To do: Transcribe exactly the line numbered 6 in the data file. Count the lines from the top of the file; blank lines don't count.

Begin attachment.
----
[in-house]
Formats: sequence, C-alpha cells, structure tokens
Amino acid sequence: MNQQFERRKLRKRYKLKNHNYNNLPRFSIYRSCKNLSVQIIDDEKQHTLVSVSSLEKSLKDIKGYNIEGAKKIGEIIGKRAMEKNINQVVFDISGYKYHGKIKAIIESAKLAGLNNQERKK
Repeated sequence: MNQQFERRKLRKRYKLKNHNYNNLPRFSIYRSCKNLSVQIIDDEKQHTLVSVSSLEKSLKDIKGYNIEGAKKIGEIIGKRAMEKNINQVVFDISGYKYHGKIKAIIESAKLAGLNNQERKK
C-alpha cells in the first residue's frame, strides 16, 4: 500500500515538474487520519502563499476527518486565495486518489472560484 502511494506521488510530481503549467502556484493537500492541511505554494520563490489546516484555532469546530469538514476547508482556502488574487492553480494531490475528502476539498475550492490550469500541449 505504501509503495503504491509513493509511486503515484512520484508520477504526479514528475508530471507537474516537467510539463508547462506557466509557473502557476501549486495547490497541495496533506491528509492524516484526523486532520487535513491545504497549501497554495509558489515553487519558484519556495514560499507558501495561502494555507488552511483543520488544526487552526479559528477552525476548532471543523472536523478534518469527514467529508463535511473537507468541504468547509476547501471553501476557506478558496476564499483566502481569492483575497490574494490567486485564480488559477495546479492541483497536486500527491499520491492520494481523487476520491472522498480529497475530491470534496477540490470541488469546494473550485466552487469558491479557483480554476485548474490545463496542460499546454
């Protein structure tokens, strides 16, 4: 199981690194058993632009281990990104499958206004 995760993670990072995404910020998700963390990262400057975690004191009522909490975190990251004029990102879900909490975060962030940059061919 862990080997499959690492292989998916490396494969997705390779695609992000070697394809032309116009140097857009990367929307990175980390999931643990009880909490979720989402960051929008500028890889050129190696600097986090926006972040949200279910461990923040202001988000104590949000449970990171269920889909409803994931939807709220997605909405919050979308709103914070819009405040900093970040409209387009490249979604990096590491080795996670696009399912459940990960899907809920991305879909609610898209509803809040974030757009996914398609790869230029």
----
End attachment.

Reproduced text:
């Protein structure tokens, strides 16, 4: 199981690194058993632009281990990104499958206004 995760993670990072995404910020998700963390990262400057975690004191009522909490975190990251004029990102879900909490975060962030940059061919 862990080997499959690492292989998916490396494969997705390779695609992000070697394809032309116009140097857009990367929307990175980390999931643990009880909490979720989402960051929008500028890889050129190696600097986090926006972040949200279910461990923040202001988000104590949000449970990171269920889909409803994931939807709220997605909405919050979308709103914070819009405040900093970040409209387009490249979604990096590491080795996670696009399912459940990960899907809920991305879909609610898209509803809040974030757009996914398609790869230029």